I hug my son. He is at the door. Our eyes meet and as I write it I revisit the moment and feel the emotion welling up in me – it’s still fresh and ailve.

It brings that moment and my son closer to me.

He came in and out the front door a few times and I feel his own hesitancy, has he got everything, oh he needs to do his teeth. Funny to watch this delicate dance of in and out the door, dancing on the threshold of his liberty, his independence.

We waved as he left and his car was gone.

I walked up and down in the space, stepping mindfully feeling into each step, each step into myself. I decide that I am going to step into this ‘feeling sorry for myself’. I am consciously stepping into the pain. I head for my cushion. I’m going to feel this.

I was still debating (thinking mind) whether I should cry or not cry in front of my children – this is a thinking activity that is trying to byspass my feelings. I acknowledge it, let it go. As I settled into my seat, the deep sea of grief rose and I was engulfed. I allowed the grief to fill me fully it filled me and filled me and I was so full it just poured out of my eyes. As the drops of tears poured, like a life passing before me I felt the flush of my mothering of my leaving son –  everything I did wrong, everything I could have done better – how I might have failed him – but then a feeling of glimmering – he’s OK – we are OK, my mothering-at-home phase is over my house is empty of his energy, a whole raft of stuff – the messy stuff of mothering flooded through me and through the tears I just said YES to it all. Yes it’s a mess, yes I am sorry for myself and YES such joy that my boy is a man and he is able to leave, that he has the courage and strength to go off, he is alive he is well  – off into the world he goes and this is such a joy.

When I arose from my cushion, it had passed through – I felt elated for him. And for myself. Such joy and gratitude for his being. As Wordsworth said – the child is father of the man. I remember not understanding this in school. Now I understood it. My son is my teacher. For the last 21 years he has been the catalyst in my personal growth, through him, I have come to understand myself better, and through mindfulness –  he has had a mother who has been open (about being imperfect!) and curious about him and his needs – and floored him once by thanking him for being so difficult as it was helping me to look at my inner resistance. (How to disarm a teenager haha) – Mindfulness has helped me– deal with change  – accept my imperfections and the imperfections (perceived in) others…how to live well in the messiness that I am – and flourish.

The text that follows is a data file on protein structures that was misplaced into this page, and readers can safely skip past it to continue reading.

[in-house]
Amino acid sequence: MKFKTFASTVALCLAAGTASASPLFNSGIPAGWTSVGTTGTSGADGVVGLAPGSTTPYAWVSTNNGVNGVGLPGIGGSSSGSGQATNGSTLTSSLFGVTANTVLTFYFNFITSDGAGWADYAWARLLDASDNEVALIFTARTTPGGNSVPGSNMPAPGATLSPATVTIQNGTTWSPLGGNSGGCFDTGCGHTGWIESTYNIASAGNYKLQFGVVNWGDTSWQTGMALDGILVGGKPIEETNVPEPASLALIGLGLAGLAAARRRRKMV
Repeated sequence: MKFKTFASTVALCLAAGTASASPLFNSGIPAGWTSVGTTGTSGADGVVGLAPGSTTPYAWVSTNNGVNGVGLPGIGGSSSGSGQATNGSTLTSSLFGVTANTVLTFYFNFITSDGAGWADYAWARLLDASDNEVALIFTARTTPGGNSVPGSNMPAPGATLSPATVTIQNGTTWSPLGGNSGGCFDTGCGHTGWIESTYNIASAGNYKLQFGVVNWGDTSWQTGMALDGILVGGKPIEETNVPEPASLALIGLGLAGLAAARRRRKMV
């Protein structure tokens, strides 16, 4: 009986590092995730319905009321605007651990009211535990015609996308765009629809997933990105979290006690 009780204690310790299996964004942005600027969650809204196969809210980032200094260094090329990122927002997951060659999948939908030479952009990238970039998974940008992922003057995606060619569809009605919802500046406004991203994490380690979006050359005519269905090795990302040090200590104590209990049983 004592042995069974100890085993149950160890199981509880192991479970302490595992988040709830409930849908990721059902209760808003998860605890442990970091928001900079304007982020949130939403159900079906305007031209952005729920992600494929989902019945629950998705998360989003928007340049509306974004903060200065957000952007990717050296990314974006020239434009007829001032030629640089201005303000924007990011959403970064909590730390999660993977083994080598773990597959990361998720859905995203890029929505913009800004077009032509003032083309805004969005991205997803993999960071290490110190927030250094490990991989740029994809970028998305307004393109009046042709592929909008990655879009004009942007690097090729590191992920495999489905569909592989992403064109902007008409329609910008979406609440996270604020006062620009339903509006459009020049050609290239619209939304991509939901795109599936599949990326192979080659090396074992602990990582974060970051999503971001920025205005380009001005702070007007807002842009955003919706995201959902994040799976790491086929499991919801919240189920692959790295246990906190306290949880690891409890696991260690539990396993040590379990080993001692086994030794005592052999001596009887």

He is so happy, I can hear it in his voice when he rings me. Elated with his courage with his freedom with his new found life. It allows me to rest in this joyous space. Mindfulness is a raft that we can jump into and trust to take us with the flow to where we need to go.


Weekly Challenge

This week it’s all about saying YES.

This week when you feel a resistance, a feeling that you may not like, a difficulty, can you jump into your mindfulness raft, chuck away the oars and say yes to whatever the life flow brings along? How does that feel to let go and say yes to whatever comes along? Really feel into the sensations in the body. What happens? Watch Fay Adam’s practice on Acceptance HERE

Please do write to me at membership@mindfulnessassociation if you have anything you’d like to share about your experience. I love to receive your messages.

Wishing you a peaceful week this week.

Warm Wishes,